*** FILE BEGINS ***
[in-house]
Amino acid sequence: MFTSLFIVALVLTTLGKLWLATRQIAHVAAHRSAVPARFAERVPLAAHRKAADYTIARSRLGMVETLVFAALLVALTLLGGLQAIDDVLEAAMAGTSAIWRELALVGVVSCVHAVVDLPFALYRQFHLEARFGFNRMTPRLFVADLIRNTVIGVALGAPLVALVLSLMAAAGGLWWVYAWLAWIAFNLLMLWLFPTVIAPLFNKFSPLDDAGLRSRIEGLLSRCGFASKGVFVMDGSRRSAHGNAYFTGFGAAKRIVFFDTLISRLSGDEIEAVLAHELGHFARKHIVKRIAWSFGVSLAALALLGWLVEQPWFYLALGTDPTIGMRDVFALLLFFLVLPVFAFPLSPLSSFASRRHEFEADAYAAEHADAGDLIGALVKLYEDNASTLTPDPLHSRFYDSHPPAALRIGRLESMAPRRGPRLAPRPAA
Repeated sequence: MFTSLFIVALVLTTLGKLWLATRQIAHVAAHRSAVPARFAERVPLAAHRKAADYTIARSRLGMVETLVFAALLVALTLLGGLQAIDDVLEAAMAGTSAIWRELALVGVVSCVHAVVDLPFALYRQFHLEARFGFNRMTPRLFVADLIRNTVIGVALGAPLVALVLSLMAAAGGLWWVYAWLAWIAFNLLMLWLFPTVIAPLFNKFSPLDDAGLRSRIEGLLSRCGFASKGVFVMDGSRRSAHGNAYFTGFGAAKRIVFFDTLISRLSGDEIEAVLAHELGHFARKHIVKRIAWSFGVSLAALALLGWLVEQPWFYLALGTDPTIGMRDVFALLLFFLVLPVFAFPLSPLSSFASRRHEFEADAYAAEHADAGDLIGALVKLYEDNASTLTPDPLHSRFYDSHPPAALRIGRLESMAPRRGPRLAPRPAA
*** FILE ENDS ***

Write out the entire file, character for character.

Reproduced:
[in-house]
Amino acid sequence: MFTSLFIVALVLTTLGKLWLATRQIAHVAAHRSAVPARFAERVPLAAHRKAADYTIARSRLGMVETLVFAALLVALTLLGGLQAIDDVLEAAMAGTSAIWRELALVGVVSCVHAVVDLPFALYRQFHLEARFGFNRMTPRLFVADLIRNTVIGVALGAPLVALVLSLMAAAGGLWWVYAWLAWIAFNLLMLWLFPTVIAPLFNKFSPLDDAGLRSRIEGLLSRCGFASKGVFVMDGSRRSAHGNAYFTGFGAAKRIVFFDTLISRLSGDEIEAVLAHELGHFARKHIVKRIAWSFGVSLAALALLGWLVEQPWFYLALGTDPTIGMRDVFALLLFFLVLPVFAFPLSPLSSFASRRHEFEADAYAAEHADAGDLIGALVKLYEDNASTLTPDPLHSRFYDSHPPAALRIGRLESMAPRRGPRLAPRPAA
Repeated sequence: MFTSLFIVALVLTTLGKLWLATRQIAHVAAHRSAVPARFAERVPLAAHRKAADYTIARSRLGMVETLVFAALLVALTLLGGLQAIDDVLEAAMAGTSAIWRELALVGVVSCVHAVVDLPFALYRQFHLEARFGFNRMTPRLFVADLIRNTVIGVALGAPLVALVLSLMAAAGGLWWVYAWLAWIAFNLLMLWLFPTVIAPLFNKFSPLDDAGLRSRIEGLLSRCGFASKGVFVMDGSRRSAHGNAYFTGFGAAKRIVFFDTLISRLSGDEIEAVLAHELGHFARKHIVKRIAWSFGVSLAALALLGWLVEQPWFYLALGTDPTIGMRDVFALLLFFLVLPVFAFPLSPLSSFASRRHEFEADAYAAEHADAGDLIGALVKLYEDNASTLTPDPLHSRFYDSHPPAALRIGRLESMAPRRGPRLAPRPAA